Xi Jinping, general secretary of the Communist Party of China Central Committee, has called for well preserving the quintessence of Chinese culture.

Xi made the remarks on Monday at a symposium at Dunhuang Academy with relevant experts, scholars and representatives from cultural units, during his inspection tour of northwest China’s Gansu Province.

Xi stressed the need to help carry forward and promote traditional culture.

He also called for more efforts in cultural exchanges with other countries and learning from the outstanding achievements of civilizations from around the world.

During the inspection tour on Monday, Xi visited the Mogao Grottoes in Dunhuang, a key cultural heritage site under state-level protection.

Dunhuang culture shows the Chinese nation’s confidence in its culture, Xi said. “Only a self-confident civilization can absorb and draw on the achievements of other civilizations while maintaining its own characteristics.”

Xi also encouraged workers in the cultural sector to well tell the stories of Dunhuang and China.

During his visit to the Mogao Grottoes, Xi talked with tourists there and wished them a pleasant journey.

Dunhuang is home to the Mogao Grottoes, a renowned UNESCO World Heritage Site boasting rich collections of Buddhist artwork — more than 2,000 colored sculptures and 45,000 square meters of murals — in 735 caves along a cliff.

The Mogao Grottoes, first constructed in 366 AD, symbolizes the great achievements of China’s Buddhist art from the 4th century to the 14th century. It showcases the cultural integration and mutual learning among the diverse civilizations along the ancient Silk Road.

China’s ‘Jack the Ripper’ Gao Chengyong executed for rape and murder of 11 girls and women

(THIS ARTICLE IS COURTESY OF CHINA’S ‘INDEPENDENT’ NEWS NETWORK)

 

China’s ‘Jack the Ripper’ Gao Chengyong executed for rape and murder of 11 girls and women

Chance breakthrough led to arrest of killer 28 years after first murder

Serial killer Gao Chengyong pictured at his trial in Baiyin, Gansu province, China, in July 2017

Serial killer Gao Chengyong pictured at his trial in Baiyin, Gansu province, China, in July 2017 ( )

A man found guilty of raping and killing 11 girls and women in China has been put to death.

Gao Chengyong, 54, became known as China’s “Jack the Ripper” after his 2016 arrest for the horrific mutilations he carried out on his victims between 1988 and 2002.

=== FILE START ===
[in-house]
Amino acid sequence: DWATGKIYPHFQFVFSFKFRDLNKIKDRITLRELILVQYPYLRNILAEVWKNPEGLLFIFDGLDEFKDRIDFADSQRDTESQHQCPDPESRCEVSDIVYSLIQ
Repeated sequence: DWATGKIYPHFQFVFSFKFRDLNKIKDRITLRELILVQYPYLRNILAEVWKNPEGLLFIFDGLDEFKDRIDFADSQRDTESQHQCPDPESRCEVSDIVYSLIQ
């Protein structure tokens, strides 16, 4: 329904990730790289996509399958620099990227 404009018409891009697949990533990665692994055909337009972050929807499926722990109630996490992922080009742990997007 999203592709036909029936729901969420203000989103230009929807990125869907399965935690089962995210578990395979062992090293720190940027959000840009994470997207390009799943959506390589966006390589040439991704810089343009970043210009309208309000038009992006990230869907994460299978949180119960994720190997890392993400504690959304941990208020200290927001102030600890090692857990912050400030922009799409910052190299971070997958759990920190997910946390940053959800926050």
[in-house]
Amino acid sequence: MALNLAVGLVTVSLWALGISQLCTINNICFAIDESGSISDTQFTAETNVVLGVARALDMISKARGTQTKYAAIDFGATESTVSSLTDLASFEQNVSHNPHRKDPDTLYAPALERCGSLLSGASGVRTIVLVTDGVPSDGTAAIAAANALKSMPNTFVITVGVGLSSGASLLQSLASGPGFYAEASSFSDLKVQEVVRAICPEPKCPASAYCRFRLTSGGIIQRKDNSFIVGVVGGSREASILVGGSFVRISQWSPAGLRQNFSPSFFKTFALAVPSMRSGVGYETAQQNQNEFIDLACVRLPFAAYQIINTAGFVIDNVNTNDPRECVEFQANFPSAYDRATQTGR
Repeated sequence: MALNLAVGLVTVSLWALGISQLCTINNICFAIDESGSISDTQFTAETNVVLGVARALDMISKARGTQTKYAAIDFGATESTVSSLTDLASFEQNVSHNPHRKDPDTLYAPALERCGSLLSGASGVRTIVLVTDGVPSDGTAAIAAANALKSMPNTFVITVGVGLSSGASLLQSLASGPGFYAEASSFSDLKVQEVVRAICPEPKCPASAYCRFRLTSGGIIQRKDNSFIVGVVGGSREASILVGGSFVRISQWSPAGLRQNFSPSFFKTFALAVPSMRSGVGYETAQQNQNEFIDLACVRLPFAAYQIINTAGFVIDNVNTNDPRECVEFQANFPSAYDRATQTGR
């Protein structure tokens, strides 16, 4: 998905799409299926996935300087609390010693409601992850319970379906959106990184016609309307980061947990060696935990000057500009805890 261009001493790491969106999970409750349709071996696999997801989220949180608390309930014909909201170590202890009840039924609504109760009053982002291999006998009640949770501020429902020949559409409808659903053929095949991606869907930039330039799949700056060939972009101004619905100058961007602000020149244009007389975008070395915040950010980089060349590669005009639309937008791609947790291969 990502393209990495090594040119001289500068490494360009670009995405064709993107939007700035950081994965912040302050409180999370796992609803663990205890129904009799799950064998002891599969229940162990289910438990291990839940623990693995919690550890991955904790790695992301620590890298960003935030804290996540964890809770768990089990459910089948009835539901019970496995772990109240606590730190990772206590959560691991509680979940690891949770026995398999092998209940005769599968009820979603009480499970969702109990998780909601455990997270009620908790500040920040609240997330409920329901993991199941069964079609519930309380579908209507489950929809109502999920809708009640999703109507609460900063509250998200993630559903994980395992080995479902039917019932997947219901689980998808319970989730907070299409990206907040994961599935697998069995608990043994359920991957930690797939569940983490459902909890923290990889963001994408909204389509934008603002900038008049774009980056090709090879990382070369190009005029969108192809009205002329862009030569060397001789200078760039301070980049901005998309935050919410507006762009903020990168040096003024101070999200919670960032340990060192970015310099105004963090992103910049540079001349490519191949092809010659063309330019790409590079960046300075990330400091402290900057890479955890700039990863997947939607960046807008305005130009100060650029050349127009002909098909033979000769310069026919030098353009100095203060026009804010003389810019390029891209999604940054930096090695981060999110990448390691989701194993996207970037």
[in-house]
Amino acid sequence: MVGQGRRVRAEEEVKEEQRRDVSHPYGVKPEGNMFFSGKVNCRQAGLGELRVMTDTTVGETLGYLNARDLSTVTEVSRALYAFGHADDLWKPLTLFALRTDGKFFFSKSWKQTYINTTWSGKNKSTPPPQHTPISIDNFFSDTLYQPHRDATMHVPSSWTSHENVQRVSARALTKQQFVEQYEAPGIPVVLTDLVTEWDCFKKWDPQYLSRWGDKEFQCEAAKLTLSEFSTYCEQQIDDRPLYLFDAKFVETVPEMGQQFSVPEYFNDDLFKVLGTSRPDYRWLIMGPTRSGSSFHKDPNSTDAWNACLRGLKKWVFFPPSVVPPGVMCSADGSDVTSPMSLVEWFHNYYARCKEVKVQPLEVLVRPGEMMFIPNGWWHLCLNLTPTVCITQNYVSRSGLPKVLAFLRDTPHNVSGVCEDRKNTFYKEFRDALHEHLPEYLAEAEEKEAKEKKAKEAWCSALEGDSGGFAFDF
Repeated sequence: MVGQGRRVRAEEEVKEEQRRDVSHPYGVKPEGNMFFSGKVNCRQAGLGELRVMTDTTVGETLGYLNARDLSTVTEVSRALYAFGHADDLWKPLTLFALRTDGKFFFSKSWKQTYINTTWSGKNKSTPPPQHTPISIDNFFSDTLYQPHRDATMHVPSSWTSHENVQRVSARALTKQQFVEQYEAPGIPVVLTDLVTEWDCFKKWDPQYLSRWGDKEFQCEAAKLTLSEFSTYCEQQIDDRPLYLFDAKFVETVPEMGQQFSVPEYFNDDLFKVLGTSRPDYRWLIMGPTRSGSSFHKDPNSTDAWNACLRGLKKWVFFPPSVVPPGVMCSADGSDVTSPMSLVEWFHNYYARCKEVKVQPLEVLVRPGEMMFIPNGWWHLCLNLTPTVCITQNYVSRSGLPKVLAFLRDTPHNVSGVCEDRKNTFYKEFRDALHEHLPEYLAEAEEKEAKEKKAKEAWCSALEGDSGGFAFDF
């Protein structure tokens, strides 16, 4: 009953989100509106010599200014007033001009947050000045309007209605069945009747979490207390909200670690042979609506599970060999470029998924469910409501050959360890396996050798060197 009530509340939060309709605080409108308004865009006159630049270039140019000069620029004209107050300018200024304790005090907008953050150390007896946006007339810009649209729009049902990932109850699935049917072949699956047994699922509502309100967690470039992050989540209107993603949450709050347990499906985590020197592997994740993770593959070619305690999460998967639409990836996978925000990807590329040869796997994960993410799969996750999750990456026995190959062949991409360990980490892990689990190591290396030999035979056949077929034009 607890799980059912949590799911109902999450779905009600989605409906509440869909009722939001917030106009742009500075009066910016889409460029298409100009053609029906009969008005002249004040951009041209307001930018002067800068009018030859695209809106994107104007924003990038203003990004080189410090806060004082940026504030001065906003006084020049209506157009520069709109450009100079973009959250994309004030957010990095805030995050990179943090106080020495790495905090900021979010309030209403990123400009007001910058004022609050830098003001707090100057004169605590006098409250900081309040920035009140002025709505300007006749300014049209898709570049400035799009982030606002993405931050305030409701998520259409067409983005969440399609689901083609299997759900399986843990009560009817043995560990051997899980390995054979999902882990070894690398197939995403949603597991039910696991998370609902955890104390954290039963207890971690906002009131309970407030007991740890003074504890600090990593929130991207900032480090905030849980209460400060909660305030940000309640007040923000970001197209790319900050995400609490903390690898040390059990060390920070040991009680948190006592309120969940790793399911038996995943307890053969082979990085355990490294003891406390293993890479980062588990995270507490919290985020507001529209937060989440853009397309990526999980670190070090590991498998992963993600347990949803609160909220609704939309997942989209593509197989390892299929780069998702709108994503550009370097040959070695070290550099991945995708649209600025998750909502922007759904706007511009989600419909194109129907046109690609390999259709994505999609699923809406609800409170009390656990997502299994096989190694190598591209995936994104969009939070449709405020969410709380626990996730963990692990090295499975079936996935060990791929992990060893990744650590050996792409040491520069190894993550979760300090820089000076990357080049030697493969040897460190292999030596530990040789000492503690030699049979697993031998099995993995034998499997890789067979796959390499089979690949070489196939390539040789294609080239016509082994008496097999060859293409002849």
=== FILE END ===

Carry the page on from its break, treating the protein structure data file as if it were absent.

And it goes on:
Police said he targeted women dressed in red, whom he followed home before robbing, raping and murdering them – often by cutting their throats.

His youngest victim was eight years old.

Authorities in the northwest city of Baiyin, Gansu province, announced Gao’s execution on Weibo – the Chinese social media platform similar to Twitter.

Gao’s first murder was in 1988 – the same year his son was born. He raped and killed a 23-year-old woman, stabbing her 22 times. Her body was eventually found by her mother, but her hands and other body parts were never located, according to the People’s Daily China.

A subsequent spate of similar murders caused panic in the region and many women in Baiyin would not walk anywhere alone.

In 2004, with evidence indicating the crimes were linked, but making little headway with the investigation, police offered a reward for information leading to an arrest.

At the time, based on footprints, fingerprints and DNA, they said they were looking for a man aged between 33 and 40.

“The suspect has a sexual perversion and hates women,” the police said, according to the People’s Daily China. “He’s reclusive and unsociable, but patient.”

But it took another 12 years before a breakthrough came.

Gao’s uncle was arrested early in 2016 for a “minor crime” and a DNA sample was taken. The sample closely matched that found by forensics teams at the murder scenes, and police determined he was a relation to the killer they had been after for 28 years.

Police linked Gao with the crime and covertly collected a DNA sample which proved to be a direct match for the killer.

Workers BushTelegraph

Workers of all Countries Unite!

Towards Infinite

From a Mathematician's Desk

mind voice

A PAGE WITH --- | SUGAR | CURIOSITY | RAIN |

kosiap's Blog

Gosia goes around the world

My Solo Footprints

Solo travel doesn’t necessarily mean you’ll always be alone during your travels!

Language Learning Journey

Language Learning & Travel Blog

Today in History

"Tell me a fact, and I'll learn. Tell me a truth, and I'll believe. But tell me a story, and it will live in my heart forever." - Steve Sabol, NFL Films

%d bloggers like this: